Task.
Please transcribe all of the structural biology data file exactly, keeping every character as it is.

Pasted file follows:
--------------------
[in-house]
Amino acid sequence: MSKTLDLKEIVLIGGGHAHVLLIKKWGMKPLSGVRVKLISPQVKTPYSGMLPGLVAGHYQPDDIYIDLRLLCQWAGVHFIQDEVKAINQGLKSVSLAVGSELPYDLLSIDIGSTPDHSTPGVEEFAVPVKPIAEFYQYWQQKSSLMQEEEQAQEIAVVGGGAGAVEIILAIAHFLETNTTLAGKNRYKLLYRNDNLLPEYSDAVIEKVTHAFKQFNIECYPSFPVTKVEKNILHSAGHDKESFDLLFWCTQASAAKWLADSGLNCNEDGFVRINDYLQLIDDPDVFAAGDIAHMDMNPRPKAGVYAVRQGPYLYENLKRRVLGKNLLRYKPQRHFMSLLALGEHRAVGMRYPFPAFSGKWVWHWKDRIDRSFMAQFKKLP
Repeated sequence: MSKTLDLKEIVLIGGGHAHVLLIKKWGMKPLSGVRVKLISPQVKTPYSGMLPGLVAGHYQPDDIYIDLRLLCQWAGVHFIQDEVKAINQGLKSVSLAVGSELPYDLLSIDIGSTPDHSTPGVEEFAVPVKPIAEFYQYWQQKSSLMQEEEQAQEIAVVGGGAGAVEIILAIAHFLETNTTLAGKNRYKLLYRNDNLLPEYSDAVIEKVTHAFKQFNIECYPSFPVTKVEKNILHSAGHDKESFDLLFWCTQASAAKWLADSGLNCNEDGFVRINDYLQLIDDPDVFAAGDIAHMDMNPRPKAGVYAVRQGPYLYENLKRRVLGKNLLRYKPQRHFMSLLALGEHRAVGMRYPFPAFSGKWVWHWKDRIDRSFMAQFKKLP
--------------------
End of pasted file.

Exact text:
[in-house]
Amino acid sequence: MSKTLDLKEIVLIGGGHAHVLLIKKWGMKPLSGVRVKLISPQVKTPYSGMLPGLVAGHYQPDDIYIDLRLLCQWAGVHFIQDEVKAINQGLKSVSLAVGSELPYDLLSIDIGSTPDHSTPGVEEFAVPVKPIAEFYQYWQQKSSLMQEEEQAQEIAVVGGGAGAVEIILAIAHFLETNTTLAGKNRYKLLYRNDNLLPEYSDAVIEKVTHAFKQFNIECYPSFPVTKVEKNILHSAGHDKESFDLLFWCTQASAAKWLADSGLNCNEDGFVRINDYLQLIDDPDVFAAGDIAHMDMNPRPKAGVYAVRQGPYLYENLKRRVLGKNLLRYKPQRHFMSLLALGEHRAVGMRYPFPAFSGKWVWHWKDRIDRSFMAQFKKLP
Repeated sequence: MSKTLDLKEIVLIGGGHAHVLLIKKWGMKPLSGVRVKLISPQVKTPYSGMLPGLVAGHYQPDDIYIDLRLLCQWAGVHFIQDEVKAINQGLKSVSLAVGSELPYDLLSIDIGSTPDHSTPGVEEFAVPVKPIAEFYQYWQQKSSLMQEEEQAQEIAVVGGGAGAVEIILAIAHFLETNTTLAGKNRYKLLYRNDNLLPEYSDAVIEKVTHAFKQFNIECYPSFPVTKVEKNILHSAGHDKESFDLLFWCTQASAAKWLADSGLNCNEDGFVRINDYLQLIDDPDVFAAGDIAHMDMNPRPKAGVYAVRQGPYLYENLKRRVLGKNLLRYKPQRHFMSLLALGEHRAVGMRYPFPAFSGKWVWHWKDRIDRSFMAQFKKLP